First time I saw him, Tom Waits scared the hell out of me.
It was sometime in 1988 (I think), and I was watching the TV special based around the Red Hot and Blue project, an AIDS awareness thing where a whole bunch of pop stars and others were doing cover versions of Cole Porter songs. It was a pretty eclectic selection, going from David Byrne to U2 to Neneh Cherry and others, and everything was burbling along fairly normally – until suddenly, we got this song that didn’t even sound completely like music. There was some kind of odd, humpity blues thing going on, a hoarse, weird screaming voice over it, and the video accompanying it was a weird, distorted 8mm film of a frankly rather worrying and distinctly simian-looking bloke. The only way I can described the effect on my teenage consciousness, is to paraphrase comedian Lewis Black (actually talking here about N*synch and Aerosmith playing together) – “What they were playing wasn’t music – it was the sound of chaos! Pigs were being slaughtered, women were sobbing, men were gnashing their teeth, and there were sounds so terrible I cannot describe them to you, lest you flee from the room!!” It was disturbing and scary and odd enough to make me go “What in god’s name was that?!?”, and it took checking the end credits to find out that I’d had my first encounter with Tom Waits, who in this case was doing a somewhat loose interpretation of “It’s Alright With Me”.
I hadn’t liked what I heard – but it stuck in my memory. And even if you didn’t like Tom Waits, it was rather hard to avoid him – if it wasn’t Heartattack and Vine turning up on a Levi’s commercial (even if, if I’m remembering rightly, it was a cover by Screaming Jay Hawkins), it was the man himself turning up in an uncredited cameo in the quite wonderful film The Fisher King (which is also arguably Terry Gilliam’s last genuinely great movie in the last seventeen years, sadly enough). So, while I still wasn’t tempted to investigate more, I was aware of Tom Waits. I knew he was there. And over the years, despite still not having heard that much of his music, I couldn’t help but start to respect him. I’ve always had a liking for people who do their own thing, and Waits has always seemed to be the working definition of that idea. Plus, almost all of his acting appearences have been eccentric, bizarre, and eye-catching – most especially, his cameo in Tony Scott’s borderline psychotic (and yet perversely entertaining) DOMINO, where Waits just turns up randomly as either himself or a messenger from God, and I can remember the odd joy of thinking “Oh my god- it’s Tom Waits!!”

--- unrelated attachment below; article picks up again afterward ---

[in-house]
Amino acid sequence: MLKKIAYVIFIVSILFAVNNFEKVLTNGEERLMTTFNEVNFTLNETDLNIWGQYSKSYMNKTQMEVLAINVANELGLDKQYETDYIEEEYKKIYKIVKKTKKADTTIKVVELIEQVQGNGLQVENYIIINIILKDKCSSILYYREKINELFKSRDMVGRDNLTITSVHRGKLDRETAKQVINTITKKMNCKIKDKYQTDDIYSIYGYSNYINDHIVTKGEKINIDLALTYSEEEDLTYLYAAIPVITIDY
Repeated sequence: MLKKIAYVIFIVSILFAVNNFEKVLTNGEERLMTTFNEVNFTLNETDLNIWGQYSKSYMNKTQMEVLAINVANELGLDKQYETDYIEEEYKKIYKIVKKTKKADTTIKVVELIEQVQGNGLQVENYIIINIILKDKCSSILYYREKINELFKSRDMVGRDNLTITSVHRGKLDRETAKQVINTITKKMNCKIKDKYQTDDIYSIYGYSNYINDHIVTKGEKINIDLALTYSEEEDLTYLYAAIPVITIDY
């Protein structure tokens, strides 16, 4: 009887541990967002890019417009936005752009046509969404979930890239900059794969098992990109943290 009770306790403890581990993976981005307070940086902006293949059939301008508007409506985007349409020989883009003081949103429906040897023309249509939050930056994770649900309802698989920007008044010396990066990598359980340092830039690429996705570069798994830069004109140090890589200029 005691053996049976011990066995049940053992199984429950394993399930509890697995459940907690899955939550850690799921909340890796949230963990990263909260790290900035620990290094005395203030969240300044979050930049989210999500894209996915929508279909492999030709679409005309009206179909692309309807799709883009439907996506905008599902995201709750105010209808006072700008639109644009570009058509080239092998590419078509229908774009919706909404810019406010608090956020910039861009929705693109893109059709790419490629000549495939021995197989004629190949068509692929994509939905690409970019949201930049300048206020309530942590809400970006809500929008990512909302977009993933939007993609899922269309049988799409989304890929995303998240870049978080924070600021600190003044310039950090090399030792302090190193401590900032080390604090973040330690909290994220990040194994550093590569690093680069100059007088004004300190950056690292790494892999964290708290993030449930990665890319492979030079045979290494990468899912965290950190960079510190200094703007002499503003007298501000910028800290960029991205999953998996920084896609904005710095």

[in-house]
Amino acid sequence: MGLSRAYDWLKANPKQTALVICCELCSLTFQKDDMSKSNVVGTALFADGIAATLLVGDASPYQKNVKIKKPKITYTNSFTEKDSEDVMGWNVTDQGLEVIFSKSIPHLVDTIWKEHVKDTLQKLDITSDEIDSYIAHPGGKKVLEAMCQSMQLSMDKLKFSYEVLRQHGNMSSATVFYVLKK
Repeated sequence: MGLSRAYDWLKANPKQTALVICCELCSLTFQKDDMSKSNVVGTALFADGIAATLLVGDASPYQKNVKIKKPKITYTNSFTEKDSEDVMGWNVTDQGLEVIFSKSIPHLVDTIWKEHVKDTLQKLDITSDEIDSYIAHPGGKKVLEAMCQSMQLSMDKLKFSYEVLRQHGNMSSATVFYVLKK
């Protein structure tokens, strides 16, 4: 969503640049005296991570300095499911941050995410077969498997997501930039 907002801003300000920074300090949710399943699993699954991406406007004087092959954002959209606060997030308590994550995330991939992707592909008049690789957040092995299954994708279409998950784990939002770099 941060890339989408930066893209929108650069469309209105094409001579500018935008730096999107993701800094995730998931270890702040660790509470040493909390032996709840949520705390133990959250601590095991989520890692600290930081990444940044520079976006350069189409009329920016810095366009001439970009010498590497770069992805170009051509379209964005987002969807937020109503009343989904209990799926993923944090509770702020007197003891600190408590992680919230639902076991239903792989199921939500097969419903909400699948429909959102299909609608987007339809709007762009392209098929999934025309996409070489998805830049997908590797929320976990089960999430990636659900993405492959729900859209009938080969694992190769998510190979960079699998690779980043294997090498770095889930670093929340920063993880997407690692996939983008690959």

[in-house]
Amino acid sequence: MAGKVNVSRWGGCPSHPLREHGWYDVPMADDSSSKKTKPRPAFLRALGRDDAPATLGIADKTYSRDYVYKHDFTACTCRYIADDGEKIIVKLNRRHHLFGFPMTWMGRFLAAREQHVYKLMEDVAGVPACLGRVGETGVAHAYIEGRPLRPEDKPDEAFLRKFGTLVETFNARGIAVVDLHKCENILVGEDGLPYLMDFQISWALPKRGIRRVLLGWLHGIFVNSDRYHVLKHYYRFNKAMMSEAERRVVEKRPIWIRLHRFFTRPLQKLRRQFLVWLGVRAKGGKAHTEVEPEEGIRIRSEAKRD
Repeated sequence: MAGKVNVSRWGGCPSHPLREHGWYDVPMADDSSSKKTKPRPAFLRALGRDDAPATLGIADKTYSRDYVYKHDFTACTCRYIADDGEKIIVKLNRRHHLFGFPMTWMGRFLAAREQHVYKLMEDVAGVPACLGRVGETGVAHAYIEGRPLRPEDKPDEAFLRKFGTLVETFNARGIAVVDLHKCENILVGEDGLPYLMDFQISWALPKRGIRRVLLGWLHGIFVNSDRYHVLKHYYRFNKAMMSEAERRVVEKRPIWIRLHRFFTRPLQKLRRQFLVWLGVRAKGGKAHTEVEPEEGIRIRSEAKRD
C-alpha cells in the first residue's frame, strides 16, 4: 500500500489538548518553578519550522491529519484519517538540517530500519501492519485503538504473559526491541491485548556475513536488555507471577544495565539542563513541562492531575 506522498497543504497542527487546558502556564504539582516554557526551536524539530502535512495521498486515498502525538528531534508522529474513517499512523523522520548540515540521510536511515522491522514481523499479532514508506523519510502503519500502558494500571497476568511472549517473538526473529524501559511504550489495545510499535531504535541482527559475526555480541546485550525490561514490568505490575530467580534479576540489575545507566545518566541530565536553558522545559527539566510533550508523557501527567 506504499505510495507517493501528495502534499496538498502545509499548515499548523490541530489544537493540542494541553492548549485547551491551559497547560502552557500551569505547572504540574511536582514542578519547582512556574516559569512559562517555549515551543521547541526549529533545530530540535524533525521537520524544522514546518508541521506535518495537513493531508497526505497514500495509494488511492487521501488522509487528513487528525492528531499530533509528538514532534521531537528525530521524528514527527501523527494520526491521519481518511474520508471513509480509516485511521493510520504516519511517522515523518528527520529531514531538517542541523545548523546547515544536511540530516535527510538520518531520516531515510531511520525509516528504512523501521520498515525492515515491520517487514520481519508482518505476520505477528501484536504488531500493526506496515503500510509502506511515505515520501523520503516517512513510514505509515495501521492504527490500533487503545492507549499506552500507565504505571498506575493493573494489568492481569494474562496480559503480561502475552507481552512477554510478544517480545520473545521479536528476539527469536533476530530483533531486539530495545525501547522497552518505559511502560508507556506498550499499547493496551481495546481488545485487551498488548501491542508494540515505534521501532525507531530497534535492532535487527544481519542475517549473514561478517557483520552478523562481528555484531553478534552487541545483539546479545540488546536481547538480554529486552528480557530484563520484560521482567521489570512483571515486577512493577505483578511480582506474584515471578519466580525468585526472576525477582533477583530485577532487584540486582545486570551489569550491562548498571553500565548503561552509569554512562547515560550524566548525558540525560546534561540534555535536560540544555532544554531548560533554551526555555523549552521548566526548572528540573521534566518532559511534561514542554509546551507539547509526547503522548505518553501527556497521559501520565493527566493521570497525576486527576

I knew his albums almost always got good reviews. I knew that the cover of ‘Bone Machine’ was somewhat worrying. I knew he was an artist who’d gone through a number of phases in his career. But still, he was someone I respected without ever actually picking up a disc and trying out some of his music.
Well, this week I finally put paid to that. Thanks to the wonder that is low-budget record store Fopp, I was able to pick up a copy of ‘Used Songs’, a compilation covering Waits’ career from 1973-1980, for the bargain price of £3. Now, I do know that this is, comparitively speaking, the most normal phase of Waits’ career, but I have to admit that so far, I’m hooked. Waits does have one of the weirdest voices on the planet – it’s bluesy, and smoky, and hoarse, and soulful, and about ten other descriptions none of which will ever quite encapsulate it. There are moments where it’s almost too weird to cope with, and yet I’m gradually getting used to it, and finding that there are some truly beautiful songs on this album. It’s music for late at night, music that makes me think I should be propping up the bar in some smoke-filled speakeasy or dive bar, nursing a bottle of bourbon (and I don’t even drink bourbon, for gawd’s sake). It’s music for misfits, for the lost and the broken, for the people who sometimes find themselves falling through the cracks. It’s got one song – ‘Ol ’55’ – that’s in danger of becoming one of my current favourite songs, and a whole selections of others that are the kind of slow, jazzy, compulsive listens that are nestling inside my head and refusing to leave. It’s also melancholic in the best sense, and so is (rather understandably) somewhat fitting some of my moods right now. I don’t know how much further I’m going to proceed into the Kingdom of Waits – but so far, I think I’m liking what I hear.